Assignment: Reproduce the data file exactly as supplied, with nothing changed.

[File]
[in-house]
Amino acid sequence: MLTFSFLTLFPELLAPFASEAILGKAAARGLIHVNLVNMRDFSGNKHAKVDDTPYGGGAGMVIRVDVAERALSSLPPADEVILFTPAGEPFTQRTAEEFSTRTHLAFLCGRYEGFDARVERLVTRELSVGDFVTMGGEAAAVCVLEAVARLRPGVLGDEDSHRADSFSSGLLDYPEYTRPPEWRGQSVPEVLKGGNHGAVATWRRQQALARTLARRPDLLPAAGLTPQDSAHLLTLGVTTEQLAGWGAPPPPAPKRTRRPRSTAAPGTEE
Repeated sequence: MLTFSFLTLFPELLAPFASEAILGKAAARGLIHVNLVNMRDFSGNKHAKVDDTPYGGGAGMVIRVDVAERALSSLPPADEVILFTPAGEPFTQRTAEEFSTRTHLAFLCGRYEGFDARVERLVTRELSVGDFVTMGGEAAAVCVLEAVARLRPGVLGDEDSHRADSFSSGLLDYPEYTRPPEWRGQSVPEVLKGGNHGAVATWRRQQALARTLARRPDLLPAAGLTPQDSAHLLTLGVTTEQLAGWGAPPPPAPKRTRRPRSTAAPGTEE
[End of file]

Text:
[in-house]
Amino acid sequence: MLTFSFLTLFPELLAPFASEAILGKAAARGLIHVNLVNMRDFSGNKHAKVDDTPYGGGAGMVIRVDVAERALSSLPPADEVILFTPAGEPFTQRTAEEFSTRTHLAFLCGRYEGFDARVERLVTRELSVGDFVTMGGEAAAVCVLEAVARLRPGVLGDEDSHRADSFSSGLLDYPEYTRPPEWRGQSVPEVLKGGNHGAVATWRRQQALARTLARRPDLLPAAGLTPQDSAHLLTLGVTTEQLAGWGAPPPPAPKRTRRPRSTAAPGTEE
Repeated sequence: MLTFSFLTLFPELLAPFASEAILGKAAARGLIHVNLVNMRDFSGNKHAKVDDTPYGGGAGMVIRVDVAERALSSLPPADEVILFTPAGEPFTQRTAEEFSTRTHLAFLCGRYEGFDARVERLVTRELSVGDFVTMGGEAAAVCVLEAVARLRPGVLGDEDSHRADSFSSGLLDYPEYTRPPEWRGQSVPEVLKGGNHGAVATWRRQQALARTLARRPDLLPAAGLTPQDSAHLLTLGVTTEQLAGWGAPPPPAPKRTRRPRSTAAPGTEE